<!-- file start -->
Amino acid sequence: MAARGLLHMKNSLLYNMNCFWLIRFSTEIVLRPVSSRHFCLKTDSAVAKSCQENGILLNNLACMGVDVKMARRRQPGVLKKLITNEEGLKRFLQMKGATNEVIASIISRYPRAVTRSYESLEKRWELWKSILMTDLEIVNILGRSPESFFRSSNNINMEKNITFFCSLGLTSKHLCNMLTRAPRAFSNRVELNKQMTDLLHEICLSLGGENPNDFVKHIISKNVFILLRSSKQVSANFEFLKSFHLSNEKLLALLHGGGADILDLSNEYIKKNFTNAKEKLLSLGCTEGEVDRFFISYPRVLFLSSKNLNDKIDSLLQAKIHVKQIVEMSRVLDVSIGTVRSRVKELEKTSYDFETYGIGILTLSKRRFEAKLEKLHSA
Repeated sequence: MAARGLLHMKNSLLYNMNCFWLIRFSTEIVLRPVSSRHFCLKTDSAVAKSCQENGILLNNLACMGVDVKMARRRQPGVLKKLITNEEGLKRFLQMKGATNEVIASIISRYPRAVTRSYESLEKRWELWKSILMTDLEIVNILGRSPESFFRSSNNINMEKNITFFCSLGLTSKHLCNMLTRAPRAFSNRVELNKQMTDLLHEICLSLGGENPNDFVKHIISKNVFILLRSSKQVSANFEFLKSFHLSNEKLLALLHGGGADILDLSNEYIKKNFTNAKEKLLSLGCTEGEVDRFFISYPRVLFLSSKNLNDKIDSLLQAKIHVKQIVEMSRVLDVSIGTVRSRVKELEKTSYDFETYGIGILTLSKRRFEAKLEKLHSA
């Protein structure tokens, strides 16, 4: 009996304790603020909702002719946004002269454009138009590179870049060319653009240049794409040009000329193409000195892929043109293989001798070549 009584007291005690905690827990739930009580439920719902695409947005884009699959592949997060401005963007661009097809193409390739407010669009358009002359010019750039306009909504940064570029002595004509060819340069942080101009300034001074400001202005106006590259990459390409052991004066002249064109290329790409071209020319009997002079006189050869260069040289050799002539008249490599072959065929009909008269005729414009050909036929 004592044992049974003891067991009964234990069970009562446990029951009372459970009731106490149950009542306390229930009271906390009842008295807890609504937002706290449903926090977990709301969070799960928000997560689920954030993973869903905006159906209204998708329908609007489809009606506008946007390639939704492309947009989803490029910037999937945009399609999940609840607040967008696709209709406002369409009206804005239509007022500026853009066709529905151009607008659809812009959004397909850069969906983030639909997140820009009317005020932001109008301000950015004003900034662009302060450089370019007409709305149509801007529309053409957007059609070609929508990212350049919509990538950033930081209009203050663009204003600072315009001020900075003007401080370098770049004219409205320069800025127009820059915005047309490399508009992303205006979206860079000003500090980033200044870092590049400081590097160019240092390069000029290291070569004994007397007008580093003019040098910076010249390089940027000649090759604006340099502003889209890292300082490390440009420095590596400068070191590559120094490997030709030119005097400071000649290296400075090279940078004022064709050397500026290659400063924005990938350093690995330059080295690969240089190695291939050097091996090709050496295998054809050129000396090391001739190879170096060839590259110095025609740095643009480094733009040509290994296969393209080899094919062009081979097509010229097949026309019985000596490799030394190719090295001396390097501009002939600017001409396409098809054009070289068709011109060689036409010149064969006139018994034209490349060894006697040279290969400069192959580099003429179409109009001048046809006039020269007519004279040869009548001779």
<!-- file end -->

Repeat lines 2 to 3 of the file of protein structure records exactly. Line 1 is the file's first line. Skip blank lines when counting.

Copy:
Repeated sequence: MAARGLLHMKNSLLYNMNCFWLIRFSTEIVLRPVSSRHFCLKTDSAVAKSCQENGILLNNLACMGVDVKMARRRQPGVLKKLITNEEGLKRFLQMKGATNEVIASIISRYPRAVTRSYESLEKRWELWKSILMTDLEIVNILGRSPESFFRSSNNINMEKNITFFCSLGLTSKHLCNMLTRAPRAFSNRVELNKQMTDLLHEICLSLGGENPNDFVKHIISKNVFILLRSSKQVSANFEFLKSFHLSNEKLLALLHGGGADILDLSNEYIKKNFTNAKEKLLSLGCTEGEVDRFFISYPRVLFLSSKNLNDKIDSLLQAKIHVKQIVEMSRVLDVSIGTVRSRVKELEKTSYDFETYGIGILTLSKRRFEAKLEKLHSA
């Protein structure tokens, strides 16, 4: 009996304790603020909702002719946004002269454009138009590179870049060319653009240049794409040009000329193409000195892929043109293989001798070549 009584007291005690905690827990739930009580439920719902695409947005884009699959592949997060401005963007661009097809193409390739407010669009358009002359010019750039306009909504940064570029002595004509060819340069942080101009300034001074400001202005106006590259990459390409052991004066002249064109290329790409071209020319009997002079006189050869260069040289050799002539008249490599072959065929009909008269005729414009050909036929 004592044992049974003891067991009964234990069970009562446990029951009372459970009731106490149950009542306390229930009271906390009842008295807890609504937002706290449903926090977990709301969070799960928000997560689920954030993973869903905006159906209204998708329908609007489809009606506008946007390639939704492309947009989803490029910037999937945009399609999940609840607040967008696709209709406002369409009206804005239509007022500026853009066709529905151009607008659809812009959004397909850069969906983030639909997140820009009317005020932001109008301000950015004003900034662009302060450089370019007409709305149509801007529309053409957007059609070609929508990212350049919509990538950033930081209009203050663009204003600072315009001020900075003007401080370098770049004219409205320069800025127009820059915005047309490399508009992303205006979206860079000003500090980033200044870092590049400081590097160019240092390069000029290291070569004994007397007008580093003019040098910076010249390089940027000649090759604006340099502003889209890292300082490390440009420095590596400068070191590559120094490997030709030119005097400071000649290296400075090279940078004022064709050397500026290659400063924005990938350093690995330059080295690969240089190695291939050097091996090709050496295998054809050129000396090391001739190879170096060839590259110095025609740095643009480094733009040509290994296969393209080899094919062009081979097509010229097949026309019985000596490799030394190719090295001396390097501009002939600017001409396409098809054009070289068709011109060689036409010149064969006139018994034209490349060894006697040279290969400069192959580099003429179409109009001048046809006039020269007519004279040869009548001779």